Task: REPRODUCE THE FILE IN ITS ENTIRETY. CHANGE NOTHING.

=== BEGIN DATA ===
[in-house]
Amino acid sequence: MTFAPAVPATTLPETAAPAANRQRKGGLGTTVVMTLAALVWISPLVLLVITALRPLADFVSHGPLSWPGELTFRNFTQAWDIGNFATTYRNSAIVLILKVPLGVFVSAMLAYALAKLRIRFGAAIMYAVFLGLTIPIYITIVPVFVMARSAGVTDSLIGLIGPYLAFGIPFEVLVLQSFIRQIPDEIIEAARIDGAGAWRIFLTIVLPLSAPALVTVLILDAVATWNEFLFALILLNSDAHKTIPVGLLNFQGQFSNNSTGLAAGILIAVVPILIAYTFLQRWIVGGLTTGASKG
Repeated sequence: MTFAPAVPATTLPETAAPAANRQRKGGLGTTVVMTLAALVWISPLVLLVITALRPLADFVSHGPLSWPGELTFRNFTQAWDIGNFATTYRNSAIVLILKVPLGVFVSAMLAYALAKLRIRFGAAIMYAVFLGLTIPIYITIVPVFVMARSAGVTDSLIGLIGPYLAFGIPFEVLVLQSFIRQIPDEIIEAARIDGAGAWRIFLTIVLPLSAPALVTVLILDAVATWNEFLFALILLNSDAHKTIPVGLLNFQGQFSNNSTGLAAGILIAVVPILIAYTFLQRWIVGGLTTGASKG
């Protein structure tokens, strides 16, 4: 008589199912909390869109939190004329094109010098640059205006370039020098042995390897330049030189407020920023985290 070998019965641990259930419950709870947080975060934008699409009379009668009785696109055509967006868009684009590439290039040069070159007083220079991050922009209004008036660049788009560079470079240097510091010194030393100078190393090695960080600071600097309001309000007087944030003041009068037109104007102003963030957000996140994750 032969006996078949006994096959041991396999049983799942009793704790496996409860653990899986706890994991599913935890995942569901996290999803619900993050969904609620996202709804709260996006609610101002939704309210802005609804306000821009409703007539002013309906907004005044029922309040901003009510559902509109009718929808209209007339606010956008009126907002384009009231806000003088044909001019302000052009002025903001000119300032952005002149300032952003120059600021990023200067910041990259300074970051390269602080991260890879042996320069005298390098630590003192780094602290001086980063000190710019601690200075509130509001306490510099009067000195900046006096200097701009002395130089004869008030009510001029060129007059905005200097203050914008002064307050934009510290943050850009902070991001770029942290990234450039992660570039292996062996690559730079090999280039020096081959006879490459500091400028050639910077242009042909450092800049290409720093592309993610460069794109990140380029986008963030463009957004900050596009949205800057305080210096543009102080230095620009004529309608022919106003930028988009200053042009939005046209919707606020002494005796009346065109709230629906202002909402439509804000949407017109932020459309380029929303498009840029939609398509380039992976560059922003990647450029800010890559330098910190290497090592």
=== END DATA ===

[in-house]
Amino acid sequence: MTFAPAVPATTLPETAAPAANRQRKGGLGTTVVMTLAALVWISPLVLLVITALRPLADFVSHGPLSWPGELTFRNFTQAWDIGNFATTYRNSAIVLILKVPLGVFVSAMLAYALAKLRIRFGAAIMYAVFLGLTIPIYITIVPVFVMARSAGVTDSLIGLIGPYLAFGIPFEVLVLQSFIRQIPDEIIEAARIDGAGAWRIFLTIVLPLSAPALVTVLILDAVATWNEFLFALILLNSDAHKTIPVGLLNFQGQFSNNSTGLAAGILIAVVPILIAYTFLQRWIVGGLTTGASKG
Repeated sequence: MTFAPAVPATTLPETAAPAANRQRKGGLGTTVVMTLAALVWISPLVLLVITALRPLADFVSHGPLSWPGELTFRNFTQAWDIGNFATTYRNSAIVLILKVPLGVFVSAMLAYALAKLRIRFGAAIMYAVFLGLTIPIYITIVPVFVMARSAGVTDSLIGLIGPYLAFGIPFEVLVLQSFIRQIPDEIIEAARIDGAGAWRIFLTIVLPLSAPALVTVLILDAVATWNEFLFALILLNSDAHKTIPVGLLNFQGQFSNNSTGLAAGILIAVVPILIAYTFLQRWIVGGLTTGASKG
């Protein structure tokens, strides 16, 4: 008589199912909390869109939190004329094109010098640059205006370039020098042995390897330049030189407020920023985290 070998019965641990259930419950709870947080975060934008699409009379009668009785696109055509967006868009684009590439290039040069070159007083220079991050922009209004008036660049788009560079470079240097510091010194030393100078190393090695960080600071600097309001309000007087944030003041009068037109104007102003963030957000996140994750 032969006996078949006994096959041991396999049983799942009793704790496996409860653990899986706890994991599913935890995942569901996290999803619900993050969904609620996202709804709260996006609610101002939704309210802005609804306000821009409703007539002013309906907004005044029922309040901003009510559902509109009718929808209209007339606010956008009126907002384009009231806000003088044909001019302000052009002025903001000119300032952005002149300032952003120059600021990023200067910041990259300074970051390269602080991260890879042996320069005298390098630590003192780094602290001086980063000190710019601690200075509130509001306490510099009067000195900046006096200097701009002395130089004869008030009510001029060129007059905005200097203050914008002064307050934009510290943050850009902070991001770029942290990234450039992660570039292996062996690559730079090999280039020096081959006879490459500091400028050639910077242009042909450092800049290409720093592309993610460069794109990140380029986008963030463009957004900050596009949205800057305080210096543009102080230095620009004529309608022919106003930028988009200053042009939005046209919707606020002494005796009346065109709230629906202002909402439509804000949407017109932020459309380029929303498009840029939609398509380039992976560059922003990647450029800010890559330098910190290497090592």